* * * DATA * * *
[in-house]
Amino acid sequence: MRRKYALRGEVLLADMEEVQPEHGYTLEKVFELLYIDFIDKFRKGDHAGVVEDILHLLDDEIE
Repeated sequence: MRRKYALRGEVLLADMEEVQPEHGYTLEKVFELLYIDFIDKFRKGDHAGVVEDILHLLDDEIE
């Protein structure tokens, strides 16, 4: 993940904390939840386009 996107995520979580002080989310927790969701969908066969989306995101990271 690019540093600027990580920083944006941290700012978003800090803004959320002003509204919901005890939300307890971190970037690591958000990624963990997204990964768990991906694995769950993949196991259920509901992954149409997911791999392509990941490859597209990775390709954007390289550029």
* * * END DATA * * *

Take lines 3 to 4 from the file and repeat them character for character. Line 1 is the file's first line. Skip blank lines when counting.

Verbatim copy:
Repeated sequence: MRRKYALRGEVLLADMEEVQPEHGYTLEKVFELLYIDFIDKFRKGDHAGVVEDILHLLDDEIE
């Protein structure tokens, strides 16, 4: 993940904390939840386009 996107995520979580002080989310927790969701969908066969989306995101990271 690019540093600027990580920083944006941290700012978003800090803004959320002003509204919901005890939300307890971190970037690591958000990624963990997204990964768990991906694995769950993949196991259920509901992954149409997911791999392509990941490859597209990775390709954007390289550029």